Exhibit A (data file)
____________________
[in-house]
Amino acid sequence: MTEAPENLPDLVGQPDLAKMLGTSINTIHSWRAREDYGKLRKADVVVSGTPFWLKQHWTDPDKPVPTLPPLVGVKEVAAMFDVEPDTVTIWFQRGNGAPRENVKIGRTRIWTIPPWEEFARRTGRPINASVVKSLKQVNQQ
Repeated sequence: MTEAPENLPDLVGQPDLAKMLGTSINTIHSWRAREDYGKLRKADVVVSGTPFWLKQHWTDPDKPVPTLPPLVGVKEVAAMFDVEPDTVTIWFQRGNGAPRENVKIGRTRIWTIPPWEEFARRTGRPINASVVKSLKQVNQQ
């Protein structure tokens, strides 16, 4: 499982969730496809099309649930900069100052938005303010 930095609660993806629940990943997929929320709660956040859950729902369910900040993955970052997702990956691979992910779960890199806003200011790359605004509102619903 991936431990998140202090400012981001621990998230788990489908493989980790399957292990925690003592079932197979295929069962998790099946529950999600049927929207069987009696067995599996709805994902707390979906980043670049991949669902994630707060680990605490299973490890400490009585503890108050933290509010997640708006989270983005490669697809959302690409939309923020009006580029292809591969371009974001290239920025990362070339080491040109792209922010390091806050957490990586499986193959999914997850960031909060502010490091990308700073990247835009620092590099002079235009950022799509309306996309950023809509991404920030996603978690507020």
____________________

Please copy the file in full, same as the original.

[in-house]
Amino acid sequence: MTEAPENLPDLVGQPDLAKMLGTSINTIHSWRAREDYGKLRKADVVVSGTPFWLKQHWTDPDKPVPTLPPLVGVKEVAAMFDVEPDTVTIWFQRGNGAPRENVKIGRTRIWTIPPWEEFARRTGRPINASVVKSLKQVNQQ
Repeated sequence: MTEAPENLPDLVGQPDLAKMLGTSINTIHSWRAREDYGKLRKADVVVSGTPFWLKQHWTDPDKPVPTLPPLVGVKEVAAMFDVEPDTVTIWFQRGNGAPRENVKIGRTRIWTIPPWEEFARRTGRPINASVVKSLKQVNQQ
């Protein structure tokens, strides 16, 4: 499982969730496809099309649930900069100052938005303010 930095609660993806629940990943997929929320709660956040859950729902369910900040993955970052997702990956691979992910779960890199806003200011790359605004509102619903 991936431990998140202090400012981001621990998230788990489908493989980790399957292990925690003592079932197979295929069962998790099946529950999600049927929207069987009696067995599996709805994902707390979906980043670049991949669902994630707060680990605490299973490890400490009585503890108050933290509010997640708006989270983005490669697809959302690409939309923020009006580029292809591969371009974001290239920025990362070339080491040109792209922010390091806050957490990586499986193959999914997850960031909060502010490091990308700073990247835009620092590099002079235009950022799509309306996309950023809509991404920030996603978690507020």